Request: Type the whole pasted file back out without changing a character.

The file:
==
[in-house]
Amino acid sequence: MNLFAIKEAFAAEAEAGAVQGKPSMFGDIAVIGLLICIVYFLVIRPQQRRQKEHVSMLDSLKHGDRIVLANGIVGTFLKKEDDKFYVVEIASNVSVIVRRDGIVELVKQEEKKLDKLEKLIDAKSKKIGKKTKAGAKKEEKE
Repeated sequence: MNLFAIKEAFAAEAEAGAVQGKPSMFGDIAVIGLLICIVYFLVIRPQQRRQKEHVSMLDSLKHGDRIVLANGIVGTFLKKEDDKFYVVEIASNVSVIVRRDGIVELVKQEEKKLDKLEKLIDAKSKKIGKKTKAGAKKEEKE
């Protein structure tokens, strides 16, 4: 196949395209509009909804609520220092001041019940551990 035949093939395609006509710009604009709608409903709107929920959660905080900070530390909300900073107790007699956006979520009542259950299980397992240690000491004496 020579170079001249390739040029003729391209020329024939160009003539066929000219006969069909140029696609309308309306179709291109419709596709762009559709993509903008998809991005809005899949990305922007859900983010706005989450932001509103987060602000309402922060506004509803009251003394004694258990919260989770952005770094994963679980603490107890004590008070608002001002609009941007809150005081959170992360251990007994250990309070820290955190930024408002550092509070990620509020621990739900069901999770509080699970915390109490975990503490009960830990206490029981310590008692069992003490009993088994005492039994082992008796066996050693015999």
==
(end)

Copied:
[in-house]
Amino acid sequence: MNLFAIKEAFAAEAEAGAVQGKPSMFGDIAVIGLLICIVYFLVIRPQQRRQKEHVSMLDSLKHGDRIVLANGIVGTFLKKEDDKFYVVEIASNVSVIVRRDGIVELVKQEEKKLDKLEKLIDAKSKKIGKKTKAGAKKEEKE
Repeated sequence: MNLFAIKEAFAAEAEAGAVQGKPSMFGDIAVIGLLICIVYFLVIRPQQRRQKEHVSMLDSLKHGDRIVLANGIVGTFLKKEDDKFYVVEIASNVSVIVRRDGIVELVKQEEKKLDKLEKLIDAKSKKIGKKTKAGAKKEEKE
């Protein structure tokens, strides 16, 4: 196949395209509009909804609520220092001041019940551990 035949093939395609006509710009604009709608409903709107929920959660905080900070530390909300900073107790007699956006979520009542259950299980397992240690000491004496 020579170079001249390739040029003729391209020329024939160009003539066929000219006969069909140029696609309308309306179709291109419709596709762009559709993509903008998809991005809005899949990305922007859900983010706005989450932001509103987060602000309402922060506004509803009251003394004694258990919260989770952005770094994963679980603490107890004590008070608002001002609009941007809150005081959170992360251990007994250990309070820290955190930024408002550092509070990620509020621990739900069901999770509080699970915390109490975990503490009960830990206490029981310590008692069992003490009993088994005492039994082992008796066996050693015999």